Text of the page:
Author(s): Sonia Furtado, Marlene Rau
Sonia Furtado and Marlene Rau report on the news from the national Science on Stage representatives.
Following the success of their visit in October 2007 (see Hayes, 2008), Dudley Shallcross, Tim Harrison and their outreach team from Bristol ChemLabSw1 returned to the Mediterranean islands of Malta and Gozo in April 2009 for an encore. They were invited to the Mediterranean country by a joint committee of science leaders from church and state schools, which included Chris Schembri and Doreen Mizzi, with whom the Bristol team had first established the collaboration at Science on Stage 2 in 2007, and Tano Bugeja.
Over three days, the ChemLabS team delivered six performances of the demonstration lecture ‘A pollutant’s tale’ to students from state and church secondary schools. A total of 1550 students from 15 schools attended and participated in the talk, by identifying volatile organic compounds by smell – a demonstration that the Bristol chemists use as part of their talk. The shows featured several of the experiments previously published in Science in School, such as the methanol whoosh bottle, the burning of acetylene and the exploding of hydrogen-filled balloons (see Shallcross & Harrison, 2008).
The team also held a seventh, extended session on the topic of climate change for trainee teachers and science undergraduates at the University of Malta.
As always, the performances were a resounding success, as is evident from the reaction of a participating chemistry teacher from Our Lady Immaculate School in Hamrun: “A big thank you for a very interesting and enjoyable event. My students loved it very much and are looking forward to any future ones.” The Bristol chemists will probably be back to Malta to join a science festival planned for November 2009.
Friday the 13th is thought to be an unlucky day in some countries – not so in Austria, it seems: on Friday 13 March, Science on Stage Austria officially became a non-profit organisation with six members on the board and an advisory committee of twelve, under the name of Science on Stage Austria eVw2. They started preparations to present themselves at a range of events. For instance, you can meet them at the YoTech Event in Viennaw3 and the EXE 09 in Welsw4. The Austrians are also rolling up their sleeves for their own national event, scheduled for 25 and 26 February 2010 at the Johannes Kepler University in Linz.
In Belgium, the clocks aren’t standing still either. Science on Stage Belgiumw5 participated in a variety of events throughout the country last spring to promote science and science teaching. They were present with a stand not only at the Expo-Sciences science fairw6 in Brussels, but also at the Centre de Culture Scientifiquew7 science museum in Parentville de Couillet (near Charleroi), where they perform a variety of experiments from all areas of science each year. In addition, they did a great job of complementing an exhibition on light and Antoni van Leeuwenhoek’s microscope at the science museum in Ghentw8, presenting experiments on Young’s law and using the EDUkit for teaching photonics and micro-optics that has been developed by NEMOw9.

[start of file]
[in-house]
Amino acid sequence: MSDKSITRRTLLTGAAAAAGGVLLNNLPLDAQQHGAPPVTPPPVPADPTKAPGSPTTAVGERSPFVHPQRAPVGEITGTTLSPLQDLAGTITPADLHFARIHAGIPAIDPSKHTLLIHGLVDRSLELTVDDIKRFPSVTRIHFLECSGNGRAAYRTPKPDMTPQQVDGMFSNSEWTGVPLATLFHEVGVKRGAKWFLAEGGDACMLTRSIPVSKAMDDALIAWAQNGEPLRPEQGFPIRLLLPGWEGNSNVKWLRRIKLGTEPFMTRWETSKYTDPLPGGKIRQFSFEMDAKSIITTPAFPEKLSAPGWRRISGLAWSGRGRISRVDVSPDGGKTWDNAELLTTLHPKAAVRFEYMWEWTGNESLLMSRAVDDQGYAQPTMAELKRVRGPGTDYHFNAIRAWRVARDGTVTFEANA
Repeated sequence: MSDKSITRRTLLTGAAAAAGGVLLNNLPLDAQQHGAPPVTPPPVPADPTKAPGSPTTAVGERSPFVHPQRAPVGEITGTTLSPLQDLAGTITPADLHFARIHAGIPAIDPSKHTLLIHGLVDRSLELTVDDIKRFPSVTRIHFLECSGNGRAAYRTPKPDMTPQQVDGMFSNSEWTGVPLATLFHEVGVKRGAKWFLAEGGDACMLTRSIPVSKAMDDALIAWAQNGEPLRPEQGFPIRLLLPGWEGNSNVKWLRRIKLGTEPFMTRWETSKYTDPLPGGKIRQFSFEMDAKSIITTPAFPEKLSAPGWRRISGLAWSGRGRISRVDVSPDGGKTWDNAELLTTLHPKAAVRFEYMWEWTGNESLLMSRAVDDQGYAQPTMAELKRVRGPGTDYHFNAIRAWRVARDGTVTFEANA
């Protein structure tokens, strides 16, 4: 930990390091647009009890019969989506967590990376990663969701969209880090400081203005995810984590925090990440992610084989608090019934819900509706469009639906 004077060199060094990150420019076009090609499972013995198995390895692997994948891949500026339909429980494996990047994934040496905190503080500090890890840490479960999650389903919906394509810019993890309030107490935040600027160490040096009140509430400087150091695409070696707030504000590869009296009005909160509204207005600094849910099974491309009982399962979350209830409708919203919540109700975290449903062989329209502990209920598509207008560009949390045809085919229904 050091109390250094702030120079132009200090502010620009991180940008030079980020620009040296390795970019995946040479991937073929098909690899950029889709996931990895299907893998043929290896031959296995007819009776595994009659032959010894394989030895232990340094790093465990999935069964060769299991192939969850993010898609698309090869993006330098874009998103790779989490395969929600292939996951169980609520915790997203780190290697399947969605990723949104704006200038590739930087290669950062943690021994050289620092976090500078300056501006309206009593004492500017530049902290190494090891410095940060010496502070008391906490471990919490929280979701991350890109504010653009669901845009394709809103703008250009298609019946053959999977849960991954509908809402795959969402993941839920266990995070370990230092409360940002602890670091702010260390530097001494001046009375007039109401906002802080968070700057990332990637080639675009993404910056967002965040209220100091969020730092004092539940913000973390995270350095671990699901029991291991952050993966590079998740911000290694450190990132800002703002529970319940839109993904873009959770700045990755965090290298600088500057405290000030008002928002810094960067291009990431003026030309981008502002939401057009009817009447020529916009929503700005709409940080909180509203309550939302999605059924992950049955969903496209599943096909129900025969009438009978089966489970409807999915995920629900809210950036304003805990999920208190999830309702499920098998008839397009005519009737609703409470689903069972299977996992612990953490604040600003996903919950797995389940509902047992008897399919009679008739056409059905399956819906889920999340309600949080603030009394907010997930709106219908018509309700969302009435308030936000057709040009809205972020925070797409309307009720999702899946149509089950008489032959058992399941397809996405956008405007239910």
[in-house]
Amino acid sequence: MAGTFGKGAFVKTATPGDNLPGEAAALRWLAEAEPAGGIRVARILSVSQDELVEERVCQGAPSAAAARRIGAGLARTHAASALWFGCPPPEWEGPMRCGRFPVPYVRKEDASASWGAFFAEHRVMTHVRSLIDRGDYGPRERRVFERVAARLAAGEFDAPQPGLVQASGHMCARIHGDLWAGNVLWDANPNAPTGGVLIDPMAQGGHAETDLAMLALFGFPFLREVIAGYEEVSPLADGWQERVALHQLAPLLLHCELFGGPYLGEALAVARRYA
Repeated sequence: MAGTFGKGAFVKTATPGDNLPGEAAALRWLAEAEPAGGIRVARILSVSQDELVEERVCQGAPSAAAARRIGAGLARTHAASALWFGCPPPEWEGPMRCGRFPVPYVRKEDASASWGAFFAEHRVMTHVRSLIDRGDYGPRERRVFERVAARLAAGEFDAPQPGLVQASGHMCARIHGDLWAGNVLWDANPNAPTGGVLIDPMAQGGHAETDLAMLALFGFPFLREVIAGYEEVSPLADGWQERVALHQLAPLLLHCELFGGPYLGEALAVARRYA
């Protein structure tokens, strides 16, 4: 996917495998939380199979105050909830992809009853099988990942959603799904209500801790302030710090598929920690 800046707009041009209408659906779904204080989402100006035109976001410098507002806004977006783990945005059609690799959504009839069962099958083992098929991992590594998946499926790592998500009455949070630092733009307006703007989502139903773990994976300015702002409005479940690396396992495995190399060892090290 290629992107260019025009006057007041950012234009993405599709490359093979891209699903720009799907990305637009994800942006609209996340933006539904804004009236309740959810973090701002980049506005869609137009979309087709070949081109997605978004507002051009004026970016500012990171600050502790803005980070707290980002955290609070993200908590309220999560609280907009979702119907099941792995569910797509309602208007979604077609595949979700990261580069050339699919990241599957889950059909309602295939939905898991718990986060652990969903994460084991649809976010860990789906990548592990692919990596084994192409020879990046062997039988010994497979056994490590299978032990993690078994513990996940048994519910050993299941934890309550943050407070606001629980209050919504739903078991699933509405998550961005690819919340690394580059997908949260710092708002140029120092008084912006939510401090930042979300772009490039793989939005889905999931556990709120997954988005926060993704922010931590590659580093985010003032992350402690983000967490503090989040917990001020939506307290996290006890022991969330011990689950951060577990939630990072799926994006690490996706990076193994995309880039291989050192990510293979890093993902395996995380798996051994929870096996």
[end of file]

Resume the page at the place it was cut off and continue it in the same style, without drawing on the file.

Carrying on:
For the national science spring fair, Le Printemps des Sciencesw10, which this year was held from 23-29 March under the motto ‘Evolutions – Revolutions’, Science on Stage Belgium ran two workshops in Namur and Mons.
Participants of all ages went on a fun and instructive one-hour journey through physics: they learned about the history of water, were shown a xylophone made of empty bottles and water, learned that infra-red light can be used to listen to music, produced a cloud in a bottle (to try it yourself, see Bultitude, 2009), found out how heavy a litre of air is, and did other entertaining experiments. Some of the experiments can be downloaded from the webw5 in Dutch, French or English.
The next national Playful Science event will take place on 27 February 2010 in the European School in Brussels. More information will be available shortly on the Science on Stage Belgium website.
On 27 March 2009, the national steering committees from all countries involved in Science on Stage met in Berlin, Germany, and agreed that the project must continue, also at an international level. To this end, they have set up a committee to come up with a strategy. In the meantime, there is a competition to decide who will host the next pan-European event, under the assistance and guidance of Science on Stage Germanyw11, who will share the experience they acquired in the organisation of the international Science on Stage festival in October 2008 (see Furtado, 2009). An important constituent of this successful event was the workshops on a variety of topics from the area of science education. To follow up on this, the work on four of the topics is now being continued by participants from about 15 countries in a series of teacher workshops in Berlin throughout 2009 and 2